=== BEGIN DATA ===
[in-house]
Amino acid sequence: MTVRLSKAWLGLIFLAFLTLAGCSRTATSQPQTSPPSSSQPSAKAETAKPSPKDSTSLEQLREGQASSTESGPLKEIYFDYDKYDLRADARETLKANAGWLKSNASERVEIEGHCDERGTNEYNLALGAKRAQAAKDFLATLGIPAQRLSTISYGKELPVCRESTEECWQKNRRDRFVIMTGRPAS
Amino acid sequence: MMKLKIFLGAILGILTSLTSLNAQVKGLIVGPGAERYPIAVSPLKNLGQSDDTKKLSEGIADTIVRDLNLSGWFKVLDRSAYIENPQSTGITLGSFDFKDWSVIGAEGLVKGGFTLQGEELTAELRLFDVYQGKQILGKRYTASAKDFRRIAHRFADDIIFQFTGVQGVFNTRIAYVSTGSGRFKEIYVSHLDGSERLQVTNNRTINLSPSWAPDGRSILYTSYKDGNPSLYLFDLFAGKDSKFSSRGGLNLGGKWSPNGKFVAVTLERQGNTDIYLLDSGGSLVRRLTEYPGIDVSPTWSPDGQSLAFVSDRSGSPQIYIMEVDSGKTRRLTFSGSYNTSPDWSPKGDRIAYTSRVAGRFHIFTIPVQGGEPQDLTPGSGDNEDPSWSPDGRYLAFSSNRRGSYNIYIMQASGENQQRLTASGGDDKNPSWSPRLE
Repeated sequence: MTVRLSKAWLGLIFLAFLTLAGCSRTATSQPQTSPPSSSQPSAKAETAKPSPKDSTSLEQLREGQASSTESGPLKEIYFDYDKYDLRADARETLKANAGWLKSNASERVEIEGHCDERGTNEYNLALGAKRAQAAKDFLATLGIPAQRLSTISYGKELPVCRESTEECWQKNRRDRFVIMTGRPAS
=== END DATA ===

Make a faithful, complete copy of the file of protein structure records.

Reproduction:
[in-house]
Amino acid sequence: MTVRLSKAWLGLIFLAFLTLAGCSRTATSQPQTSPPSSSQPSAKAETAKPSPKDSTSLEQLREGQASSTESGPLKEIYFDYDKYDLRADARETLKANAGWLKSNASERVEIEGHCDERGTNEYNLALGAKRAQAAKDFLATLGIPAQRLSTISYGKELPVCRESTEECWQKNRRDRFVIMTGRPAS
Amino acid sequence: MMKLKIFLGAILGILTSLTSLNAQVKGLIVGPGAERYPIAVSPLKNLGQSDDTKKLSEGIADTIVRDLNLSGWFKVLDRSAYIENPQSTGITLGSFDFKDWSVIGAEGLVKGGFTLQGEELTAELRLFDVYQGKQILGKRYTASAKDFRRIAHRFADDIIFQFTGVQGVFNTRIAYVSTGSGRFKEIYVSHLDGSERLQVTNNRTINLSPSWAPDGRSILYTSYKDGNPSLYLFDLFAGKDSKFSSRGGLNLGGKWSPNGKFVAVTLERQGNTDIYLLDSGGSLVRRLTEYPGIDVSPTWSPDGQSLAFVSDRSGSPQIYIMEVDSGKTRRLTFSGSYNTSPDWSPKGDRIAYTSRVAGRFHIFTIPVQGGEPQDLTPGSGDNEDPSWSPDGRYLAFSSNRRGSYNIYIMQASGENQQRLTASGGDDKNPSWSPRLE
Repeated sequence: MTVRLSKAWLGLIFLAFLTLAGCSRTATSQPQTSPPSSSQPSAKAETAKPSPKDSTSLEQLREGQASSTESGPLKEIYFDYDKYDLRADARETLKANAGWLKSNASERVEIEGHCDERGTNEYNLALGAKRAQAAKDFLATLGIPAQRLSTISYGKELPVCRESTEECWQKNRRDRFVIMTGRPAS